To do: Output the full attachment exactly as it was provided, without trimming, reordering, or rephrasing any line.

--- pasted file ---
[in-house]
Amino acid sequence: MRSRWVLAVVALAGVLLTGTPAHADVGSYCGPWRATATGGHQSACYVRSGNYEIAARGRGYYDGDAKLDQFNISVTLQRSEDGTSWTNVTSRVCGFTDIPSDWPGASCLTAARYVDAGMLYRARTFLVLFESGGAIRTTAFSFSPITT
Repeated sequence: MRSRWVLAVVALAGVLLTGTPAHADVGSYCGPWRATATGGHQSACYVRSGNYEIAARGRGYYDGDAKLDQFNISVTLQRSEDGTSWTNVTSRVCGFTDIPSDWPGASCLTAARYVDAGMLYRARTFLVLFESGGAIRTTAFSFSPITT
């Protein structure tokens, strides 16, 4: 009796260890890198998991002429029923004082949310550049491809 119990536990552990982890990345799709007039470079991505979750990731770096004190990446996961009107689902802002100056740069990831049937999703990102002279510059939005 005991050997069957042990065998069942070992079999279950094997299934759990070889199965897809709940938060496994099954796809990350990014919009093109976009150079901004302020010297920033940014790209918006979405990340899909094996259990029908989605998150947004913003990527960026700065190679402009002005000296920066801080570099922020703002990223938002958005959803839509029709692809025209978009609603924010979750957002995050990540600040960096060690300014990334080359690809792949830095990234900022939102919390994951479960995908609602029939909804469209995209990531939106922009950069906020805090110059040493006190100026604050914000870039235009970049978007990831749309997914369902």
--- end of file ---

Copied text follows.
[in-house]
Amino acid sequence: MRSRWVLAVVALAGVLLTGTPAHADVGSYCGPWRATATGGHQSACYVRSGNYEIAARGRGYYDGDAKLDQFNISVTLQRSEDGTSWTNVTSRVCGFTDIPSDWPGASCLTAARYVDAGMLYRARTFLVLFESGGAIRTTAFSFSPITT
Repeated sequence: MRSRWVLAVVALAGVLLTGTPAHADVGSYCGPWRATATGGHQSACYVRSGNYEIAARGRGYYDGDAKLDQFNISVTLQRSEDGTSWTNVTSRVCGFTDIPSDWPGASCLTAARYVDAGMLYRARTFLVLFESGGAIRTTAFSFSPITT
């Protein structure tokens, strides 16, 4: 009796260890890198998991002429029923004082949310550049491809 119990536990552990982890990345799709007039470079991505979750990731770096004190990446996961009107689902802002100056740069990831049937999703990102002279510059939005 005991050997069957042990065998069942070992079999279950094997299934759990070889199965897809709940938060496994099954796809990350990014919009093109976009150079901004302020010297920033940014790209918006979405990340899909094996259990029908989605998150947004913003990527960026700065190679402009002005000296920066801080570099922020703002990223938002958005959803839509029709692809025209978009609603924010979750957002995050990540600040960096060690300014990334080359690809792949830095990234900022939102919390994951479960995908609602029939909804469209995209990531939106922009950069906020805090110059040493006190100026604050914000870039235009970049978007990831749309997914369902």